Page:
The Holy Qur'an has elaborately dwelt on the question of the miracles. It considers the demand of the people for a miracle and their refusal to submit to the Prophets unless a sign was shown to them, to be reasonable and justified, provided the demand was not made for ulterior motives or just as a pastime. It has eloquently narrated many stories of the practical response of the Prophets to such demands. The Holy Qur'an has nowhere indicated that a miracle is only a persuasive argument suitable to the simple-minded people and appropriate to the period of the minority of mankind. On the other hand it has called it a clear proof.

Nature Of The Holy Prophet's Guidance

The miracle of the 'Finality' being a Book, a piece of literature and a treasure of culture and knowledge, is an everlasting miracle. Many of its miraculous aspects are still gradually coming to light. Some wonderful features of the Holy Qur'an which have become known to the people of our times were not known and could not be known in the past. The value of a Book-miracle is better grasped by the thinkers than by the common people. It is true that this miracle because of its special merits, is appropriate to the period of the finality, but, is it also true that this miracle has the nature of a Book because it is intended, among other things, to divert the attention of man from the unknown to the known, from the unreasonable to the reasonable and logical, and from the supernatural to the natural, Does the Holy Prophet try to draw of the inquisitiveness of people from the unusual and supernatural things to the rational, logical, intellectual, scientific, social and moral questions and to turn their sensitivity from wonders to the realities?

That does not appear to be true. Should it be true, which would mean that all other Prophets were inviting people to the unknown and only the Holy Prophet invited them to the known. If this is the case, then why have hundreds of the verses of the Holy Qur'an been devoted to the description of miracles?

Undoubtedly it is one of the basic distinctions of the Holy Qur'an that it calls for the study of nature and describes the natural phenomena as Divine signs. But a call for the study of nature does not mean diverting the attention of people from everything that does not pertain to nature. On the other hand a call for the study of natural phenomena as signs means passing from nature to what is beyond nature and from what is perceptible to what is intelligible.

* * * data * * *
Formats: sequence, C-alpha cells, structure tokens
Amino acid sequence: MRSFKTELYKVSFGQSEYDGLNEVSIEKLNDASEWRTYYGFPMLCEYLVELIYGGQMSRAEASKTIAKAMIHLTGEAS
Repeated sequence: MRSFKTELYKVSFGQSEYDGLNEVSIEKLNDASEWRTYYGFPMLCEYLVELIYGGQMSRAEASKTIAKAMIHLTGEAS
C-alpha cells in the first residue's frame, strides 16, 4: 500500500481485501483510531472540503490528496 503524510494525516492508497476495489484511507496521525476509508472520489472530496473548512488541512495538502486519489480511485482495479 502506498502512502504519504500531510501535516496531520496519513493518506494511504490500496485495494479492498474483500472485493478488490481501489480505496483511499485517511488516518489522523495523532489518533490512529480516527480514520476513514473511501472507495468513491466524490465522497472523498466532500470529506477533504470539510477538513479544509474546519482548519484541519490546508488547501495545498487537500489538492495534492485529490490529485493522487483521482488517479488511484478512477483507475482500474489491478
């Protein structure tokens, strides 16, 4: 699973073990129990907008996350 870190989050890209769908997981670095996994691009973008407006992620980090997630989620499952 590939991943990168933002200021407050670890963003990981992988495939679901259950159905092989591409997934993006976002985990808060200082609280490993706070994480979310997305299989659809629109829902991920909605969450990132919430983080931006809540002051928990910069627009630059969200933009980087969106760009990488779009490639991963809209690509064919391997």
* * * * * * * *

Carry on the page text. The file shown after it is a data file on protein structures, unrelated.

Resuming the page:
The importance of the work of the Holy Prophet lies in the fact that just as he calls the people for the study of nature, history and society, he also persuades those who submit to nothing but supernatural to submit to reason, logic and science also. He similarly tries to make those who are fond of reason and logic and submit to nothing but what is natural and perceptible, to get acquainted with a higher logic as well.

The basic difference between the world presented by the religion on the whole, and especially by Islam, and the world depicted by purely human sciences and philosophies, is that as William James has put it, in the construction of the world of religion certain other elements have gone in addition to the material elements and the laws generally recognized by mankind.

The Holy Qur'an does not want to divert the attention from natural and perceptible things to supernatural and imperceptible things. The importance of the Holy Qur'an lies in the fact that besides paying attention to what is natural or in the words of the Holy Qur’an, is the seen, it puts the belief in the unseen in the forefront of its teachings:

"This is the Book about which there is no doubt. It is a guidance to the pious, who believe in the unseen." (Surah al-Baqarah, 2:2-3).

How can the Holy Qur'an divert the attention of people from what is supernatural when it is itself a miracle, and so many other miracles have been described in more than hundred verses of it.

We are unable to understand what is meant by saying that the Book is the only miracle, the belief in which is not confined to those who believe in the supernatural things.

What belief? Does the writer mean the belief that the Holy Qur'an is a Book the contents of which are very valuable and sublime, or the belief that it is a miracle? The belief that a thing is miraculous in the sense that it is a Divine sign, amounts to the belief in its supernaturalness. How can a man have a belief in a miracle and at the same time not have a belief in anything supernatural?